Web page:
The Necessity of Compassion in Leadership


Jesus' ministry was marked by radical compassion. Leaders have amazing opportunities to exercise the same compassion to the “neighbors” who come to work with them every day.

Two thousand years ago, twelve leaders changed the world with hearts and hands filled with tangible compassion for the lost and least around them and around the world. Their impact was launched by the intentional modeling and training Jesus offered them. Rich Stearns believes it can happen again. Stearns, who was named president of Parker Brothers Games at the age of thirty-three and subsequently president and CEO of Lenox, Inc., understands the value of leveraging resources and strategic partnerships for a compelling vision of personal and corporate compassion.

“Imagine a world in which two billion Christians embrace the whole gospel, each doing a part to complete God’s stunning vision of a reclaimed and redeemed world, the kingdom of God among us” (Richard Stearns, The Hole in Our Gospel).  Stearns knows that leaders are the key to mobilizing millions. They are the key to mobilizing a few. He is committed to following the model that Jesus laid out for his twelve business leaders.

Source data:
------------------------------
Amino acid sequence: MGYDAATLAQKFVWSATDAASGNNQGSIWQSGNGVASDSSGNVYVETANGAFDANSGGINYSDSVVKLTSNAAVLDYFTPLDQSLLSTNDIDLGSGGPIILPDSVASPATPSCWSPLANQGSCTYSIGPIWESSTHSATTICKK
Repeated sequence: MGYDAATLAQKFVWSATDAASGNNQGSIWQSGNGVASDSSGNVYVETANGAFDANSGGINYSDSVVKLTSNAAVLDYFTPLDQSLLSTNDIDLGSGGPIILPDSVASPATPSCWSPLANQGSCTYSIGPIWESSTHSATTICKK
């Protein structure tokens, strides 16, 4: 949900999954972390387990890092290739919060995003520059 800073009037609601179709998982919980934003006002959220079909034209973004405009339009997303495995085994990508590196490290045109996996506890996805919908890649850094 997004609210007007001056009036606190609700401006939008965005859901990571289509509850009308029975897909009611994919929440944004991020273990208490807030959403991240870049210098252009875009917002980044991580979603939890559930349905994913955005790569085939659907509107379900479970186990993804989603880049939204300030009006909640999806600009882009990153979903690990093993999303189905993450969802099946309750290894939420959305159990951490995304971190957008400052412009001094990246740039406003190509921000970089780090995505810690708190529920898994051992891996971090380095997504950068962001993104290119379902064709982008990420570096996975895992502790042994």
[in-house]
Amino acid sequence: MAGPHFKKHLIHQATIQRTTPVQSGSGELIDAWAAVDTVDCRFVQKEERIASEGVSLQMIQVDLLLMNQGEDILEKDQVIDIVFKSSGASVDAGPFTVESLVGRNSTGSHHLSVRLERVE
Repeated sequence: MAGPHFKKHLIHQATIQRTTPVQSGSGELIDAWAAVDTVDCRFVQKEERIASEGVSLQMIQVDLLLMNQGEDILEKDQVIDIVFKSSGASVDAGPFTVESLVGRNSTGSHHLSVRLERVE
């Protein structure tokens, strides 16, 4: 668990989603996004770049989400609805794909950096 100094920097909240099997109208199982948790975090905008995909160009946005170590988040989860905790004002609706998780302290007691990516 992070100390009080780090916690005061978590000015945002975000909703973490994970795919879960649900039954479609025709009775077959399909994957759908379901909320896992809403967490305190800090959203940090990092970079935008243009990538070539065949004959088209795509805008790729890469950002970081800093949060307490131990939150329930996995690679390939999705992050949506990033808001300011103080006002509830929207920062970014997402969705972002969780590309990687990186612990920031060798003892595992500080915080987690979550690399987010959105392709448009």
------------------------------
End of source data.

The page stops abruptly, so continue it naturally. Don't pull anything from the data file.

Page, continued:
In his inaugural address, Jesus clearly outlined the theme of compassion for his three and half year term on earth: “…good news to the poor,” "freedom for prisoners,” and “release for the oppressed” (Luke 4:18-19). This was his press release for his mission. This press release however, did not mean that he was ready to release all his resources for this critical concern. For the next eighteen months Jesus modeled quietly and personally how to show compassion for individuals. Though there were many needs to be met, Jesus was not needs-driven, he was strategically-driven. He waited for a year and a half before he selected a team of twelve who could handle the resources and ramifications of corporate compassion efforts with the crowds. Throughout the scriptures Jesus was known for his compassion. He personally modeled it, he corporately multiplied it, and then he globally mandated it driven by a mantra to love God and love your neighbor (see Luke 10:27; Matthew 22:37-39).  As the training period came to a close, Jesus brought focus on the need for tangible compassion to his neighbors...those who were “nearby”. Who is our neighbor? How can we possibly determine what needs should be the focus of our compassion?